At last week's Automotive News Green Car Conference, Brian Carolin, senior vice president for sales and marketing at Nissan acknowledged that extended range electric vehicles (EVs) could eventually join the pure battery electric Leaf in the marque's stable. However, Carolin emphasized that Nissan wanted to maximize the environmental benefit of its initial entries by going with pure battery electric and no direct emissions.

At the same conference, General Motors' director of hybrid and electric vehicle development Micky Bly said that his company's approach to EVs was to make sure they could be primary vehicles. The Volt is intended to be a vehicle that can operated emissions free most of the time and yet still be able to handle road trips when needed.

The factor that may end up driving Nissan toward implementing some sort of range extender system will be whether it can reach beyond early adopters. First year production of the Leaf is already "sold out," with more people signing up than there will be vehicles available. However, it's not clear if mainstream consumers will be willing to make the sacrifices in terms of range and having to plan trips that hardcore EV enthusiasts are willing to do. Right now, Nissan is still betting they will and is planning for an annual Leaf production capacity of 500,000 units within just a few years. But, in a business as capital intensive as the auto industry, no one can afford to go all-in on any one high-risk bet for very long. As the old Chinese proverb/curse says, everyone making those bets is living in very interesting times.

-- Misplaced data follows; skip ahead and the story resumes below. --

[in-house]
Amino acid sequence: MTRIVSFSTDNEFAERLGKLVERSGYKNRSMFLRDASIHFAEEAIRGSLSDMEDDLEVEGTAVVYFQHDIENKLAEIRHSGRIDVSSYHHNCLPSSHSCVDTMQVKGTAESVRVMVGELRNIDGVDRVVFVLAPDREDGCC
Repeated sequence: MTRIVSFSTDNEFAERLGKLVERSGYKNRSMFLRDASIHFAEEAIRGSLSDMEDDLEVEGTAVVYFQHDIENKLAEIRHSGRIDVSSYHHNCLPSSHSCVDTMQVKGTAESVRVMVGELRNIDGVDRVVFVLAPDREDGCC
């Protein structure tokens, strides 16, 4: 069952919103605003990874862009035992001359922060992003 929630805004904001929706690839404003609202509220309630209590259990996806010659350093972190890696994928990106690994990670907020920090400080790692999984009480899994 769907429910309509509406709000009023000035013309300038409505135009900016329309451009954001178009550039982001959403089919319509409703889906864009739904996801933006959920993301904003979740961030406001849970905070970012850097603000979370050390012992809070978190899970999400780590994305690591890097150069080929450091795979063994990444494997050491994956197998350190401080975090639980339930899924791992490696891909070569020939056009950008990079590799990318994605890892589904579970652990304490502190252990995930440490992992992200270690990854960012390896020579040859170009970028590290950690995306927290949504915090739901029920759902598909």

Related GalleryQuick Spin: 2011 Chevrolet Volt pre-production prototype

Related Gallery2011 Nissan Leaf

[Source: Automotive News – sub. req'd]